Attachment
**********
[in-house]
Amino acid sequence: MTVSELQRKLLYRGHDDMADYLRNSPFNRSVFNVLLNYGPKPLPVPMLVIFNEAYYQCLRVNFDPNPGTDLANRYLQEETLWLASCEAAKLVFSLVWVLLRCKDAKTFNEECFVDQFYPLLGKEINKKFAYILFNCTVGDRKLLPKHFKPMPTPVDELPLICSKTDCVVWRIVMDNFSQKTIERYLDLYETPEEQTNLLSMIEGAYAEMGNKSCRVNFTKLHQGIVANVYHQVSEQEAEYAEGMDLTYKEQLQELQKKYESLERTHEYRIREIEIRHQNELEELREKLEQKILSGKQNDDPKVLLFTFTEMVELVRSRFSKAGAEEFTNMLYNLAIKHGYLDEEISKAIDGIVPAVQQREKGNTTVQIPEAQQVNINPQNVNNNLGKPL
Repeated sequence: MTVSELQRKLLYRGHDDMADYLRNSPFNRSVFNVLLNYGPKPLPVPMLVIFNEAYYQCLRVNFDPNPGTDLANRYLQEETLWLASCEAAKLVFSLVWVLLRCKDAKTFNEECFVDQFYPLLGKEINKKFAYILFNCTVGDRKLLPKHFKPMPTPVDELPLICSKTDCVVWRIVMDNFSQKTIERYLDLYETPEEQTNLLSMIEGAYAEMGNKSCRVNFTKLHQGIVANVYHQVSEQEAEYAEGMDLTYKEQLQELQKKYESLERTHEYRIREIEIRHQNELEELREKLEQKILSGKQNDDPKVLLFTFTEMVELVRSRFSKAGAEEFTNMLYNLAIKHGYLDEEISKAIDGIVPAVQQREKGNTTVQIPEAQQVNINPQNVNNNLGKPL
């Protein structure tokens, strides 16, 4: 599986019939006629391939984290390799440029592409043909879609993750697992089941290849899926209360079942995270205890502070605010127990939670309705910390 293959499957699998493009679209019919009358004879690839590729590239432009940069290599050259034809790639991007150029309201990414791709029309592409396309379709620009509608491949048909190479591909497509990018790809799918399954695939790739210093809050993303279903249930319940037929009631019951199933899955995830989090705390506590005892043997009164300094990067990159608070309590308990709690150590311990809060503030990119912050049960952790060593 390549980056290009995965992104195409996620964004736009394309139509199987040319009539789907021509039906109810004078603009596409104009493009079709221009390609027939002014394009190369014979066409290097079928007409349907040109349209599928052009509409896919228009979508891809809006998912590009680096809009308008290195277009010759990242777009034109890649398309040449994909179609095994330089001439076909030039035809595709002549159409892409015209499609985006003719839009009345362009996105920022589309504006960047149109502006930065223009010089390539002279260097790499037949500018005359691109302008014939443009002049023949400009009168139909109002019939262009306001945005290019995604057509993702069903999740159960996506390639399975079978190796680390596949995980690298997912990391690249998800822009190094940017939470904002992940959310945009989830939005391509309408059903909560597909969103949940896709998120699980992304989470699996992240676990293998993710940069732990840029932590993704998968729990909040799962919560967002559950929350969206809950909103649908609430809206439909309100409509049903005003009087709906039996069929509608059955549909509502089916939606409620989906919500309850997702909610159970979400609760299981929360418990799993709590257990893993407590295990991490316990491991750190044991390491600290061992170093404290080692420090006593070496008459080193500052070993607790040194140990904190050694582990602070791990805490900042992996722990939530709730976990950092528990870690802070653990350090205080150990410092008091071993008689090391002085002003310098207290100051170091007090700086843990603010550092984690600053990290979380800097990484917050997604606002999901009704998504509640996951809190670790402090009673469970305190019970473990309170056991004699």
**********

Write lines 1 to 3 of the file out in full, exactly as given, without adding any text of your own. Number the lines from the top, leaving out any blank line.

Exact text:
[in-house]
Amino acid sequence: MTVSELQRKLLYRGHDDMADYLRNSPFNRSVFNVLLNYGPKPLPVPMLVIFNEAYYQCLRVNFDPNPGTDLANRYLQEETLWLASCEAAKLVFSLVWVLLRCKDAKTFNEECFVDQFYPLLGKEINKKFAYILFNCTVGDRKLLPKHFKPMPTPVDELPLICSKTDCVVWRIVMDNFSQKTIERYLDLYETPEEQTNLLSMIEGAYAEMGNKSCRVNFTKLHQGIVANVYHQVSEQEAEYAEGMDLTYKEQLQELQKKYESLERTHEYRIREIEIRHQNELEELREKLEQKILSGKQNDDPKVLLFTFTEMVELVRSRFSKAGAEEFTNMLYNLAIKHGYLDEEISKAIDGIVPAVQQREKGNTTVQIPEAQQVNINPQNVNNNLGKPL
Repeated sequence: MTVSELQRKLLYRGHDDMADYLRNSPFNRSVFNVLLNYGPKPLPVPMLVIFNEAYYQCLRVNFDPNPGTDLANRYLQEETLWLASCEAAKLVFSLVWVLLRCKDAKTFNEECFVDQFYPLLGKEINKKFAYILFNCTVGDRKLLPKHFKPMPTPVDELPLICSKTDCVVWRIVMDNFSQKTIERYLDLYETPEEQTNLLSMIEGAYAEMGNKSCRVNFTKLHQGIVANVYHQVSEQEAEYAEGMDLTYKEQLQELQKKYESLERTHEYRIREIEIRHQNELEELREKLEQKILSGKQNDDPKVLLFTFTEMVELVRSRFSKAGAEEFTNMLYNLAIKHGYLDEEISKAIDGIVPAVQQREKGNTTVQIPEAQQVNINPQNVNNNLGKPL